With Trump’s election, it is now seems to be “consensus” that the Federal Reserve is going to raise rates another three times in 2017. We question this assumption. In fact, we may have already seen the highs on the 10-year Treasury in mid-December 2016 as it breached 2.6%.1
Global growth has not changed since Trump was elected. The Euro Zone remains a complete mess and Brexit is not going to help. Waiting in the wings are key elections (France in particular) and these elections are likely to be won by those hostile to immigration and global trade and are firmly in the protectionist camp. Similar to the Trump rhetoric, these politicians are playing on voter’s nostalgic and blurry memories.
Frighteningly, there appears to be some congressional support behind the notion of a “border tax.” At first, it appeared the targets were specifically China and Mexico, but this is spreading rapidly with Trump’s recent comments in the German newspaper Bild where he targeted and threatened BMW and other German automakers with a 35% import tariff. Ironically, BMW is one of the (if not the largest) exporters of autos from the United States. Auto supply chains are incredibly global and complex so this type of rhetoric is not positive. The real question remains whether this is negotiating bluster or something more tangible. Do not forget that trade is one area where the President has real and independent authority. Stated another way, many of these potential trade policy decisions do not require congressional approval. If tariffs/border taxes are enacted, most will be challenged in various courts and tribunals. But this takes time and the damage can be instant and long lasting. So as Trump looks to make his mark early, there is little mystery as to why trade is front and center. While this type of strong arming plays very well to a Midwest manufacturing/industrial audience, does anyone believe that protectionist policies are good for broad economic growth? For that matter, are higher interest rates and higher energy prices stimulative or regressive for consumer spending?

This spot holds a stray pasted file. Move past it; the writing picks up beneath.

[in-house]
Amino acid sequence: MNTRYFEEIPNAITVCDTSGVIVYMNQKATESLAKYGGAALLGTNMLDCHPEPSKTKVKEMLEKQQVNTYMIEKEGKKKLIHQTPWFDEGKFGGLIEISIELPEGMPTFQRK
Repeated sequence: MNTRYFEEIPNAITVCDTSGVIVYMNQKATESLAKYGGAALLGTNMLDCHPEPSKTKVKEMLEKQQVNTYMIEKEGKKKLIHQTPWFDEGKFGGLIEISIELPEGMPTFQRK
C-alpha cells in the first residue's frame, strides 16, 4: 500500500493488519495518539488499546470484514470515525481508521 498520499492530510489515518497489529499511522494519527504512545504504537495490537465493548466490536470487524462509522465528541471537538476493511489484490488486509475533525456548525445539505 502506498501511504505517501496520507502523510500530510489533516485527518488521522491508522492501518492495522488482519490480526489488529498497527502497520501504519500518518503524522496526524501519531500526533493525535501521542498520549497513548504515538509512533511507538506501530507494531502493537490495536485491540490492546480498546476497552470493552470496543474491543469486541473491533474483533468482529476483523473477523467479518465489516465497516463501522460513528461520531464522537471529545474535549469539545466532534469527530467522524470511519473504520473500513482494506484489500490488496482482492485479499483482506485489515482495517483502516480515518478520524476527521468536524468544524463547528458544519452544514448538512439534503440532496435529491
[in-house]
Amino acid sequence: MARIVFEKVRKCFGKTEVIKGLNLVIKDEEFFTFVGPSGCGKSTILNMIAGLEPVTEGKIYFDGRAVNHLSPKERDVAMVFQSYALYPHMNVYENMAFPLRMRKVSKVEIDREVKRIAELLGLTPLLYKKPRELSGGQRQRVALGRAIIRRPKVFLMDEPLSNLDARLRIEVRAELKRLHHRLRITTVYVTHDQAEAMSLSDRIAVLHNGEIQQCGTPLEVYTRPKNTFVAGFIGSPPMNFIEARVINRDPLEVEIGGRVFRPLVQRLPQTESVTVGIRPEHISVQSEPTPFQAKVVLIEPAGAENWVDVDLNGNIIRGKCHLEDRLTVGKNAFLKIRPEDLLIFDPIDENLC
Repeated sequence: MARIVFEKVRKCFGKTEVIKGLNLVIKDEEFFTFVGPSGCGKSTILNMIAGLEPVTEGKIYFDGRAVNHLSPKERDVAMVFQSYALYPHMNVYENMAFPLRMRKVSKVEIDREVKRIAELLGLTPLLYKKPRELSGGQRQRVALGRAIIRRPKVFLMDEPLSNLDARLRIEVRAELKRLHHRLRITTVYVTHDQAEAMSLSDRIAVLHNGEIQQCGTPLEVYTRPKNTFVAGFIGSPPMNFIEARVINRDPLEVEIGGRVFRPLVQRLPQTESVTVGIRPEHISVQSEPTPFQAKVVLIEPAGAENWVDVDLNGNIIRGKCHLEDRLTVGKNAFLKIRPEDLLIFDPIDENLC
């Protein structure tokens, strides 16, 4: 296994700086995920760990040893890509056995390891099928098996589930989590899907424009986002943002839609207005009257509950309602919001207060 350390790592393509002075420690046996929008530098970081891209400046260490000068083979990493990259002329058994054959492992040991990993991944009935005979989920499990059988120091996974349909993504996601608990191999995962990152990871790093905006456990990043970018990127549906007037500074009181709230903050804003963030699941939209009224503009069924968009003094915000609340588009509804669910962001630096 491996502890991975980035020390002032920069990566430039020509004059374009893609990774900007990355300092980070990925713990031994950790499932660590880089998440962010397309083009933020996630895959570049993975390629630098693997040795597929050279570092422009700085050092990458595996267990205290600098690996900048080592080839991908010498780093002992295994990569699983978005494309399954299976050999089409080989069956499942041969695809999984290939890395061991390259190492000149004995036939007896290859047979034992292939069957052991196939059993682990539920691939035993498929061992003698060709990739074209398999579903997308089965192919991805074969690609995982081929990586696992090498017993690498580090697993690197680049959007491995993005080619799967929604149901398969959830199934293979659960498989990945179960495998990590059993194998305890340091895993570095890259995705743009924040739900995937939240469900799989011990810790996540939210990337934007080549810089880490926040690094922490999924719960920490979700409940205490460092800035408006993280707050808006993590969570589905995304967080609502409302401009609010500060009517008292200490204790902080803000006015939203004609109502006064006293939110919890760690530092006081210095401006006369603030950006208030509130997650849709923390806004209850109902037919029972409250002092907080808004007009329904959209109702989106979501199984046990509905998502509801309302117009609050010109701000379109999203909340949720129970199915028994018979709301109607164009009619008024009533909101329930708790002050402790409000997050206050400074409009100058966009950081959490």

Regardless of the outcomes of these issues, we do have considerable certainty on one key variable—demand. Our portfolios are broad and eclectic. As such, this gives us a very granular look at pricing and volumes for most major industries. Every quarter over the past couple of years has felt like “Groundhog Day.” Revenues down a few percent (often blamed on a strong dollar or the weather, which is our favorite because you can use good weather—people are doing other things versus shopping like going to the beach—or bad weather—they stay inside and don’t go to the mall), while EBITDA is up slightly helped by factors such as cost reductions. While putting smart, successful business people (i.e., Wilbur Ross, Steven Mnuchin, Rex Tillerson) in charge of key government positions is a great idea, how does this change final demand for goods? In our view it doesn’t.
The lack of demand will be a hindrance to the Fed’s ability to raise rates; we are not believers in a significantly higher interest rate environment. The global economy is simply too weak to tolerate higher rates. The Fed will raise rates in 2017, however, we believe any increase will be moderate and gradual. The bond market has already anticipated and priced in at least two, 25 basis point increases in the Federal Funds rate and with any action they do take, we don’t expect the medium and long end of the curve to do anything. To read more on our take on interest rates, the global outlook, and our investment strategy in this environment, see our recent writing “Pricing Risk and Playing Defense.”